Basement Closet Flange

Discussion in 'Toilet Forum discussions' started by KStatefan, Jan 23, 2012.

  1. KStatefan

    KStatefan New Member

    Messages:
    14
    Location:
    Manhattan, Kansas
    I am in the process of finishing my basement. The plumbing was roughed in during construction. I think I have every thing figured out but how to install the closet flange. The drain pipe is two inches below the surface of the floor after I put the finished floor in it will be 2 1/2" below. Do I need to dig the out and extend the drain up?
  2. Hackney plumbing

    Hackney plumbing Homeowner

    Messages:
    1,174
    Location:
    Alabama
    What type pipe is it?
  3. KStatefan

    KStatefan New Member

    Messages:
    14
    Location:
    Manhattan, Kansas
    It is PVC pipe.
  4. Hackney plumbing

    Hackney plumbing Homeowner

    Messages:
    1,174
    Location:
    Alabama
    Yes the pipe needs to be extended. Is the pipe 3 or 4"?
  5. KStatefan

    KStatefan New Member

    Messages:
    14
    Location:
    Manhattan, Kansas
    I have not measured it yet but it looks like 3" pipe. Why would they not have it higher during rough in?
  6. Hackney plumbing

    Hackney plumbing Homeowner

    Messages:
    1,174
    Location:
    Alabama
    Maybe they didn't want it sticking up out of the slab or maybe it was a mistake I dunno.
  7. KStatefan

    KStatefan New Member

    Messages:
    14
    Location:
    Manhattan, Kansas
    I am going to have to break out the concrete to extend the pipe? What diameter should I remove?
  8. jadnashua

    jadnashua Retired Defense Industry Engineer xxx

    Messages:
    22,015
    Location:
    New England
    A toilet is designed to work on at least a 3" pipe but a 4" is generally the largest used; since the outlet of the toilet is generally in the 2-3" range, a 3" pipe won't present any obstructions.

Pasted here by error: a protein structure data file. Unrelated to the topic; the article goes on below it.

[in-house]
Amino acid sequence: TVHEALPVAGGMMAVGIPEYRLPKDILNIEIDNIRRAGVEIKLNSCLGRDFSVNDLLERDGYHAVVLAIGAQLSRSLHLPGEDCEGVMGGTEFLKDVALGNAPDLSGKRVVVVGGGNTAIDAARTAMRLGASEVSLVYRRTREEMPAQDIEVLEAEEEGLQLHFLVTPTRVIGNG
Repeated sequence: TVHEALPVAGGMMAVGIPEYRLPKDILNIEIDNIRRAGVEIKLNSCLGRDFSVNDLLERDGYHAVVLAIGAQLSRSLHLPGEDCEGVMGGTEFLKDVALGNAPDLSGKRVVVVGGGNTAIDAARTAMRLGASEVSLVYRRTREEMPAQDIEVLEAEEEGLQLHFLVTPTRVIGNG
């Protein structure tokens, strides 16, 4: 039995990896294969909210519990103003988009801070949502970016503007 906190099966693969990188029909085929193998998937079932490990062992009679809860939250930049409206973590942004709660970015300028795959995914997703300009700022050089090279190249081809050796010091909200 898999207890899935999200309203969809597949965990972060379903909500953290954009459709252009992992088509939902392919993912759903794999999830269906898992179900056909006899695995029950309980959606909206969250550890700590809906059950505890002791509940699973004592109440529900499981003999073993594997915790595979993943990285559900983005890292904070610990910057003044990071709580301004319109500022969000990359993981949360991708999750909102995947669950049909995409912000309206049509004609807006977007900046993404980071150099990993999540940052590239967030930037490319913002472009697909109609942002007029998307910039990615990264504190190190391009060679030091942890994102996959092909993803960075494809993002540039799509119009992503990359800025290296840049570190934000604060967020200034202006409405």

With a 3" drain pipe, you want a toilet flange that fits on the outside of the pipe, not the inside which would make it too narrow (on a 4", you could install one on the inside). Since you aren't supposed to go from a bigger pipe to a smaller one, only the other way, you should maintain the size you have. If it's only 2.5" below, you may need to actually cut some off to be able to get a coupling in there and have enough room to then fully seat the toilet flange to the stub sticking out.

    How far down does the pipe go before it makes a bend? Or, double-check, it's possible that you are seeing a hub, and not just a piece of pipe. If it's a hub, the ID will be 3.5", if it's a stub of pipe, it would have an ID of 3" (or 4"). The wall thickness on pvc is about 1/4" times 2, giving you the 3.5" ID of a hub. If it's a hub, then that makes life easier, as you can insert a stub with the flange on the end.

    The toilet flange is designed to be installed on TOP of the FINISHED floor and anchored into the floor. If tiling, then you'd want to probably notch the tile for the screws so you don't have to drill through the tile later - this can be done, but it's much easier to notch it and then only have to drill into the concrete which is MUCH softer than the tile.
  9. KStatefan

    KStatefan New Member

    Messages:
    14
    Location:
    Manhattan, Kansas
    Here is a picture of the pipe.

    039a.jpg
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